28 June 2007

NLM Motu Proprio Commentary

[Taken from NLM]
The Motu Proprio on the Missal of Saint Pius V revealed to the bishops

by Isabelle GAULMYN, in Rome

Wednesday June 27 a meeting was held in the Vatican with representatives of episcopal conferences, to which Cardinal Bertone delivered the contents of the motu proprio aiming at liberalizing the use of the Tridentine missal.

In the afternoon, Wednesday June 27, the cardinals and archbishops of various countries were joined together around Cardinal Tarcisio Bertone, Secretary of State, to take note of the contents of the motu proprio aimed at liberalizing the use of the missal in Tridentine rite, called “of Saint Pius V”.

“It is a internal [private] form of publication to the Church”, discloses one of the curia. The “external” [public] publication, i.e. official, should occur soon, by way of L'Osservatore Romano, the daily newspaper published by the Holy See. The text, written in Latin, will be accompanied by a letter of Benedict XVI in several languages.

Before this meeting, the bishops were unaware of all the final contents of the text. Actually, since the last known meeting of the Ecclesia Dei commission, in charge of the bringing together of the integrist movements [NLM note: seems polemical since applied without distinction, but it could be in the translation], on December 12, 2006, the discussions were returned in greatest discretion.


The pope, who wishes to facilitate the recourse to the rite of Saint Pius V, had asked since 2006 the Ecclesia Dei commission to work toward a solution. With a double objective: to support the return of the integrist communities in the Catholic Church, but also to encourage the attachment of the Catholics to a liturgical tradition, in their view [NLM: see comment below] abused since the Vatican II.

Thanks to indiscretions of the press, confirmed by the Holy See, one knew since last October that a project of motu proprio aiming at liberalizing the Tridentine rite was in preparation. It would put this rite on the same full level as that known as “of Paul VI” and there would be no more, like today, of preliminary authorization necessary on behalf of the bishop.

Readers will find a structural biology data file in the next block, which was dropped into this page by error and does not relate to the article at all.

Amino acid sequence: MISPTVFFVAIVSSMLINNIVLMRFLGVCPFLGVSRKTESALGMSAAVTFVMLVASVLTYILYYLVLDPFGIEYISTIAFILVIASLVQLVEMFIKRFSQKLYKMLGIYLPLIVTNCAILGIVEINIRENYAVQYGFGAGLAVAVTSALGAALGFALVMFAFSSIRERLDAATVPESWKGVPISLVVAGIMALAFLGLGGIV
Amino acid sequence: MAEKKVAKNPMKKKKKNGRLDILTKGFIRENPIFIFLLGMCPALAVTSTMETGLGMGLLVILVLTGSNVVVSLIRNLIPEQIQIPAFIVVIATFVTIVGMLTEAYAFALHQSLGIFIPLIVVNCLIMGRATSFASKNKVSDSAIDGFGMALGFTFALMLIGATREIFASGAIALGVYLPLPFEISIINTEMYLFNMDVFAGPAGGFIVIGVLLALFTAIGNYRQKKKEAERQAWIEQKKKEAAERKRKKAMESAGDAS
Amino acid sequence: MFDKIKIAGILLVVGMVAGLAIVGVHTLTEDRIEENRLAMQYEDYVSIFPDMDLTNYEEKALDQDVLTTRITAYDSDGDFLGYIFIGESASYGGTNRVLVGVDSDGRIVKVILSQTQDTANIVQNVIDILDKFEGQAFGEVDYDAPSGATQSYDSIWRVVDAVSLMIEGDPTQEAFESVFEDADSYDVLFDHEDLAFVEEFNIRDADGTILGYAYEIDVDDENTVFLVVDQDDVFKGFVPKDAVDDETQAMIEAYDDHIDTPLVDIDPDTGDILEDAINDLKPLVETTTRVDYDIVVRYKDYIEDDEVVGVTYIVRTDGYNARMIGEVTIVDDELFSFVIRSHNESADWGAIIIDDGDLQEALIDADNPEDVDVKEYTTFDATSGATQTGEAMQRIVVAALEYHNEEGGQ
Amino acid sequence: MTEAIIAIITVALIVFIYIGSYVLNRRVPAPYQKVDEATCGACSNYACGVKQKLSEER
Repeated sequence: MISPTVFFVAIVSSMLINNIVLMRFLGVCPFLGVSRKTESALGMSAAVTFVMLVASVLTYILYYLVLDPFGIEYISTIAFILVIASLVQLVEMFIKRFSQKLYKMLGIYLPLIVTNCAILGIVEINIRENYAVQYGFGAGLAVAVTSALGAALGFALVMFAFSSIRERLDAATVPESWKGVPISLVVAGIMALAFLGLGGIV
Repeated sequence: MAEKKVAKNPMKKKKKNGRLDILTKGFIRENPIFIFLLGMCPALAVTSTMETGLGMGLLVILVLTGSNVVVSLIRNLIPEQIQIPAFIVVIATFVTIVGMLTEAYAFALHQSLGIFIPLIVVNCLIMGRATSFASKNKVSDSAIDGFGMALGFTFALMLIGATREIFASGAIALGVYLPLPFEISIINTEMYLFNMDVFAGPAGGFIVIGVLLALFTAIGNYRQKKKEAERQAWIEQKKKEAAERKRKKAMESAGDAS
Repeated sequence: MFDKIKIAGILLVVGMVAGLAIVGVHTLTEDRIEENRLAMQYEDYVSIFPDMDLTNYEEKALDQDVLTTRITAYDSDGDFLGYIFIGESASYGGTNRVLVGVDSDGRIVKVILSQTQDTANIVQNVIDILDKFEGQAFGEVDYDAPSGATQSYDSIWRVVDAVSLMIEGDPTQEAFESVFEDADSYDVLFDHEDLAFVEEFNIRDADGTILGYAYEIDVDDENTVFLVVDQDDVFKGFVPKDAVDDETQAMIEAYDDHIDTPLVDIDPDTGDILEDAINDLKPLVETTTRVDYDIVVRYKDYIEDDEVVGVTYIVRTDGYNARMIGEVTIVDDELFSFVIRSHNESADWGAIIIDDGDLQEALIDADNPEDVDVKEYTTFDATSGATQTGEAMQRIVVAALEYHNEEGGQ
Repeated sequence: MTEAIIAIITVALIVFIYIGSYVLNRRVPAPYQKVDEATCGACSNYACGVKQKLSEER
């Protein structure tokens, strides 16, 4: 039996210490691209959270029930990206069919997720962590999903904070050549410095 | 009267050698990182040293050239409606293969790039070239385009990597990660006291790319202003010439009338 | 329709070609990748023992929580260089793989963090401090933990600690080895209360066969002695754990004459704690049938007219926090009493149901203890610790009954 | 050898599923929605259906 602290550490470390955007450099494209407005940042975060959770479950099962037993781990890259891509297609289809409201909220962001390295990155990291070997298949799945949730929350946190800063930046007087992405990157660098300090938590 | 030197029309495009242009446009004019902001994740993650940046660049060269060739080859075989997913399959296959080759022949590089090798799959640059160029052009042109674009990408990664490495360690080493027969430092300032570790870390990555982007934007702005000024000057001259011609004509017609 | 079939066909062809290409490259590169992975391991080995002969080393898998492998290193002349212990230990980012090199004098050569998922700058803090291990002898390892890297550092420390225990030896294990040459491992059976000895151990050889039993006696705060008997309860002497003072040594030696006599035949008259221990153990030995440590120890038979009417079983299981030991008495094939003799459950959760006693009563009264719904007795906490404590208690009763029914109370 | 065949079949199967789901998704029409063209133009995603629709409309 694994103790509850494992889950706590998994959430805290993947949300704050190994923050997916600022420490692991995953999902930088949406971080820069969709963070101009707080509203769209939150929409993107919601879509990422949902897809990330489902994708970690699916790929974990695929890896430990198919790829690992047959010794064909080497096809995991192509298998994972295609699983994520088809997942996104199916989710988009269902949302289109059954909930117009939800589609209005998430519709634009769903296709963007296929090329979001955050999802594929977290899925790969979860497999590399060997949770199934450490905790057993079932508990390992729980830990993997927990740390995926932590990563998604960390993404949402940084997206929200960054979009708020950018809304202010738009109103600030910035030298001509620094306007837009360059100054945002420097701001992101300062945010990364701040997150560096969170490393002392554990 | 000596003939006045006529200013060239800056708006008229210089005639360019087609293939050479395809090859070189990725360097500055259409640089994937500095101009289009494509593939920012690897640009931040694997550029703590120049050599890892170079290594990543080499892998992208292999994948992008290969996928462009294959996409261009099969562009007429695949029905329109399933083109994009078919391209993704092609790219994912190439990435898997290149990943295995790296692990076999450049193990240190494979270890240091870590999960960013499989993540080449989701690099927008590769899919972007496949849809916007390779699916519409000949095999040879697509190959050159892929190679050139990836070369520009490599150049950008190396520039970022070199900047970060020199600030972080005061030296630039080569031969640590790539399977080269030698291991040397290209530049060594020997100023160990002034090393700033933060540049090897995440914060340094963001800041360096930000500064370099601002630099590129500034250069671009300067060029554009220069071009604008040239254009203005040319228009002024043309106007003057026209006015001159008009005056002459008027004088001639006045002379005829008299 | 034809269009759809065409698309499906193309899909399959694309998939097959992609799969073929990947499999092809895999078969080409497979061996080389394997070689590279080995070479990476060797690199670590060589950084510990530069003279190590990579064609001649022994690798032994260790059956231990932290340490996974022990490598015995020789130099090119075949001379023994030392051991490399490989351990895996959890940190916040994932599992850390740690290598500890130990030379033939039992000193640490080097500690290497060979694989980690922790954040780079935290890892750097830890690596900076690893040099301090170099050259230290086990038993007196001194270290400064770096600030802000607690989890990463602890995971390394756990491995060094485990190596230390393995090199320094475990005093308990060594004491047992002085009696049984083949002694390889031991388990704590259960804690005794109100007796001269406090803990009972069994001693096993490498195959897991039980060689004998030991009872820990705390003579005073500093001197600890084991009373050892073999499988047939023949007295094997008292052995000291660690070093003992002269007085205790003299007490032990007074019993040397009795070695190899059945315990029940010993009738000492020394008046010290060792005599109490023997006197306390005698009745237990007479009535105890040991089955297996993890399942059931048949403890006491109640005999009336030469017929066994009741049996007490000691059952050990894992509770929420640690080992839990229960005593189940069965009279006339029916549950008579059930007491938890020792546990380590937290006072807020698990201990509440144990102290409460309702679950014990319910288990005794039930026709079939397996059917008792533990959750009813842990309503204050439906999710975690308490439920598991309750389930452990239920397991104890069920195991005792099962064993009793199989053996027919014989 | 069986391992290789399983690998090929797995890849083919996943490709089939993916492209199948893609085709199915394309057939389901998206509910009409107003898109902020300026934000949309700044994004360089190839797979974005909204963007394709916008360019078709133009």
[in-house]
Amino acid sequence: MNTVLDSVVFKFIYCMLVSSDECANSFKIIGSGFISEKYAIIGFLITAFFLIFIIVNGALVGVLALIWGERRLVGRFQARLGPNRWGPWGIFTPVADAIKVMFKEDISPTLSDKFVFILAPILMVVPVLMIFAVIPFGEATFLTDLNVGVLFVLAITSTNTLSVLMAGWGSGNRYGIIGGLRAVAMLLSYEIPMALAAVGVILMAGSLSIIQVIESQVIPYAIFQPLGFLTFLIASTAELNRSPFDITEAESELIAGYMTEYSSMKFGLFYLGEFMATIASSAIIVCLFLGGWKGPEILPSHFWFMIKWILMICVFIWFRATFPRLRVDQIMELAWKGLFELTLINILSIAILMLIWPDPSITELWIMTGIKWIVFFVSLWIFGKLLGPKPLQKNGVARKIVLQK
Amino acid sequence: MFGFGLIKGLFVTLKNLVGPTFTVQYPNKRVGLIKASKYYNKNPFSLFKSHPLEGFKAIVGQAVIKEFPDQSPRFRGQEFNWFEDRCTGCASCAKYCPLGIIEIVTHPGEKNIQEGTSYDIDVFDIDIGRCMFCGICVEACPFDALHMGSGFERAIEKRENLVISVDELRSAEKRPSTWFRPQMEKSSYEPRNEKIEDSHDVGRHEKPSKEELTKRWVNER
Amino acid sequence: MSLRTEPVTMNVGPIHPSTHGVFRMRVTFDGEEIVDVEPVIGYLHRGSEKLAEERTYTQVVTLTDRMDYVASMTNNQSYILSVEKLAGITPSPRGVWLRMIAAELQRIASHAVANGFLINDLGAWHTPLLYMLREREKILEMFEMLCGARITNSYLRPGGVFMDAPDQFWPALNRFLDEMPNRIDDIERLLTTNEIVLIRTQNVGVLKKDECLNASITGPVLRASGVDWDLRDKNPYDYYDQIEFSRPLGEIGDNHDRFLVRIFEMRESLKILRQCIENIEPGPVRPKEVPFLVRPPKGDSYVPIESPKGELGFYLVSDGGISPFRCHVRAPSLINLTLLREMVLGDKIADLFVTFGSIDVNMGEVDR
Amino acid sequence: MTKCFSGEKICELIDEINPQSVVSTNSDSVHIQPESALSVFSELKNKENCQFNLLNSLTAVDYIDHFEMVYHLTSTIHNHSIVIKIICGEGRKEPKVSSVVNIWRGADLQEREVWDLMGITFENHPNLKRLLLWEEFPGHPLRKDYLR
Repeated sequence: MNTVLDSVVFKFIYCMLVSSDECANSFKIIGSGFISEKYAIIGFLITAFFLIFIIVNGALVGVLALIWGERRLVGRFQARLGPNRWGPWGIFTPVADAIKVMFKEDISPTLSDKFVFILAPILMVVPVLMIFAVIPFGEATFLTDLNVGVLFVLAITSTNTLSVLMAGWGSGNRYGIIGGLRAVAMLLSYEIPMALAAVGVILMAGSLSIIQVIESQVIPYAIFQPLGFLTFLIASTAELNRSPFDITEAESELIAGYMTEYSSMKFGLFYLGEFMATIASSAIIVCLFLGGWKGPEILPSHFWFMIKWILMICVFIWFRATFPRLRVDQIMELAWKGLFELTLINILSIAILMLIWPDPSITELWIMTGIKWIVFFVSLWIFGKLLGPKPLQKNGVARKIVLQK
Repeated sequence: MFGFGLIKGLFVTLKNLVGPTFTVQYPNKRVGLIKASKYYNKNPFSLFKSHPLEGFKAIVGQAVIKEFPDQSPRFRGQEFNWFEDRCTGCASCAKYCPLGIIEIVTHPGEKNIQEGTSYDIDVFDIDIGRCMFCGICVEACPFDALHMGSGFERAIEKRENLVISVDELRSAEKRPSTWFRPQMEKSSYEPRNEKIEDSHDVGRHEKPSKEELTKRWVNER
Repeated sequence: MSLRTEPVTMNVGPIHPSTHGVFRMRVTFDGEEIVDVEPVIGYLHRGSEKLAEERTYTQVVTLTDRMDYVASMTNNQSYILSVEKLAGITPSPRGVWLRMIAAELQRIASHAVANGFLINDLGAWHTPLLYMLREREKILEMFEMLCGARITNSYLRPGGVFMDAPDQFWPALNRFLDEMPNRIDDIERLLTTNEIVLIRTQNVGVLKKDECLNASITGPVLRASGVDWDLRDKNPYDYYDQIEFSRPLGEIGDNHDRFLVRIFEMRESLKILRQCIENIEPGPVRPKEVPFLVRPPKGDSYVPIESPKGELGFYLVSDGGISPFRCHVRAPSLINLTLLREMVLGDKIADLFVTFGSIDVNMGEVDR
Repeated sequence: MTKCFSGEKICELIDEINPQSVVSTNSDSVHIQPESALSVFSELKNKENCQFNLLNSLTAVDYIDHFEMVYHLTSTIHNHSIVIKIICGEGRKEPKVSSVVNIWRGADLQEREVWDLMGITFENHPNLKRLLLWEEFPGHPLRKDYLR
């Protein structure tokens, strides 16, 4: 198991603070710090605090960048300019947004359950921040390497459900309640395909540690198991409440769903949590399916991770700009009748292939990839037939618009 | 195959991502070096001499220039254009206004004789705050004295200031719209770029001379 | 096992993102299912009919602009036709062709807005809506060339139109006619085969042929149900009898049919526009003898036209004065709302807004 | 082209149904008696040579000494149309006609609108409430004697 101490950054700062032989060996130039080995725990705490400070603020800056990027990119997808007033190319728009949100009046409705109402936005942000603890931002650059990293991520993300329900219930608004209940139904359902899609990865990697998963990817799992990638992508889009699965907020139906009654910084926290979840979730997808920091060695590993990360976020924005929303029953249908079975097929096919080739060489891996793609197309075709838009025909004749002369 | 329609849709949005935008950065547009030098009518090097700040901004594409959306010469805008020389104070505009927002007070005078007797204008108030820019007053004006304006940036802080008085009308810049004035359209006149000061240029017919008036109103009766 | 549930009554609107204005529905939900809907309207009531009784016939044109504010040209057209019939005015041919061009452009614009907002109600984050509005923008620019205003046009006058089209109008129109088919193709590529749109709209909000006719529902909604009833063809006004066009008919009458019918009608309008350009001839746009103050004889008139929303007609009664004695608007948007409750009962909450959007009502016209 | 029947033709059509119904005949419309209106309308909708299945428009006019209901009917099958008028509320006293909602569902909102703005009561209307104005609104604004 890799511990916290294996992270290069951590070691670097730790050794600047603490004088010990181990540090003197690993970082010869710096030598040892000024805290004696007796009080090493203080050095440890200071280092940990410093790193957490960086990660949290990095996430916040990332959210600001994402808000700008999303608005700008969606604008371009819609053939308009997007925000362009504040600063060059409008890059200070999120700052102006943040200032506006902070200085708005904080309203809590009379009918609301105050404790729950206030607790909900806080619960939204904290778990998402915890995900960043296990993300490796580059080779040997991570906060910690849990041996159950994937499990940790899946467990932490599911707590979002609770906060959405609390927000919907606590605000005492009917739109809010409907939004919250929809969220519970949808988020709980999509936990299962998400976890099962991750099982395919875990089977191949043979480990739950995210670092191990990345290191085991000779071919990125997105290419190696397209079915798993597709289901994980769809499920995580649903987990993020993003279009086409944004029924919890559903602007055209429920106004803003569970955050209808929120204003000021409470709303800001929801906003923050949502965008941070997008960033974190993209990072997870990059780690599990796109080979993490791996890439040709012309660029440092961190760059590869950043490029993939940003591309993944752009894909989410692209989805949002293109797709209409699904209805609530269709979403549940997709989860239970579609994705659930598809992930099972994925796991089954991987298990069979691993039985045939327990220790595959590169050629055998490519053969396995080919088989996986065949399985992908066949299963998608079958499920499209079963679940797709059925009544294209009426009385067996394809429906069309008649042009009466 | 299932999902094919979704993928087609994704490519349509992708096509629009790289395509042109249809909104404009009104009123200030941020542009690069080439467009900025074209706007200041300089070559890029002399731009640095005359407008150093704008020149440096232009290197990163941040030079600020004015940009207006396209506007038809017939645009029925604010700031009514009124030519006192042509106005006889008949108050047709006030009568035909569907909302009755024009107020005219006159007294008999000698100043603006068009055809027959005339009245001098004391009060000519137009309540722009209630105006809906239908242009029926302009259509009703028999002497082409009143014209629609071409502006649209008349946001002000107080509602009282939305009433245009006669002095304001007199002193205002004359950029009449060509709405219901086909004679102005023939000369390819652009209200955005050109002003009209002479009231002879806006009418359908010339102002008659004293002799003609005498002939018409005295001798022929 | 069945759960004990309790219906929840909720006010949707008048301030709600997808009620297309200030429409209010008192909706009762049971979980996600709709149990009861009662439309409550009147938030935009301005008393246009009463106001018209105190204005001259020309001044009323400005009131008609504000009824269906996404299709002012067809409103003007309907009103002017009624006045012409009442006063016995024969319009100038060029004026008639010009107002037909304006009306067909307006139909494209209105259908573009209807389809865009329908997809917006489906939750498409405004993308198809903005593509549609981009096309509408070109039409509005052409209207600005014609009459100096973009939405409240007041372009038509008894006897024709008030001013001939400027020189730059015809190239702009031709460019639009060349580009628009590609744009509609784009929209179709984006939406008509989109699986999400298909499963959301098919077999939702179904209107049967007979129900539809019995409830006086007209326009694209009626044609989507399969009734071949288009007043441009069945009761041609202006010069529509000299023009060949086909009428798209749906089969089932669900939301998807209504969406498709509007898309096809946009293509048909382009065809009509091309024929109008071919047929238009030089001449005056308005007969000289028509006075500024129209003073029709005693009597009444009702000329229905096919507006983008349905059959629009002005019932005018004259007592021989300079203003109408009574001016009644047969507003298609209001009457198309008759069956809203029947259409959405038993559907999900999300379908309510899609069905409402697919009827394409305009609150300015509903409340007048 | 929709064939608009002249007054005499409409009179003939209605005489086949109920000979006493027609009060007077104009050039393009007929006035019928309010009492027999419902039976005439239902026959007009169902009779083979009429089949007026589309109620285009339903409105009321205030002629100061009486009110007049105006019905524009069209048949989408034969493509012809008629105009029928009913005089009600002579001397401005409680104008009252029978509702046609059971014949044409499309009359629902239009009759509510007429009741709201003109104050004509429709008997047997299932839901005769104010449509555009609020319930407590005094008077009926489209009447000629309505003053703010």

The project caused the hesitation of a certain number of episcopates, of which France and the United States, for which this biritualism in fact presents a risk for the unity of the Church. [NLM note: the piece and some of the commentary certainly seems a bit editorialized. It is interesting that the concern over the liturgical tradition being abused since Vatican II is portrayed as a subjective, "in their view" matter -- even though such has clearly been spoken of by Church authorities -- whereas this issue of concern for disunity by the some of the bishops is noted as being a factual concern. This tends to put the matters on different levels, even though they are not. Of course, I'd like to point out again that if liturgical unity was required for unity in Faith, then the whole church should have one liturgical rite, and there should be no liturgical options or variations. Unity comes in the unity of Faith, which can be expressed by a legitimate variety of Catholic rites. Unity would be best served by a truly open and generous spirit that could build trust.] Fear is that the bishop, subjected to pressures in favour of the rite, loses his authority in the diocese. Concerns heard by the pope who, in the exhortation Sacramentum Caritatis in March, specified that it is with the bishop, “liturgist par excellence of his diocese”, that it returns “to safeguard the unanimous unity of the celebrations in his diocese”. [NLM: Actually, this is standard teaching, so it seems a stretch to say it there is necessarily a direct co-relation as a kind of response or acknowledgement, except in the most general sense of a continuing sort of acknowledgement. As well, much of the bishop's present authority with regard the classical Roman rite seems particularly characterized by the fact it has been classified as an indult; a special permission. It will be interesting to see what happens in this regard, if anything. That will certainly nuance this particular issue in relation to the bishop. It will be interesting to see how this plays itself out. But again, we need to see the two documents.]

The motu proprio should envisage safeguards to guarantee to the bishop the last word, in the event of dispute between faithful and priests on this point. [NLM: I'd caution people about taking this statement at face value. However, it is interesting that it is qualified as being "in the event of a dispute" as opposed to applying generally to the liturgical rite as it is present state. But again, best to wait to read the document and, hopefully, the accompanying letter.]

[The rest of the article details in brief the controversy raised by some about 'anti-semitism'.]

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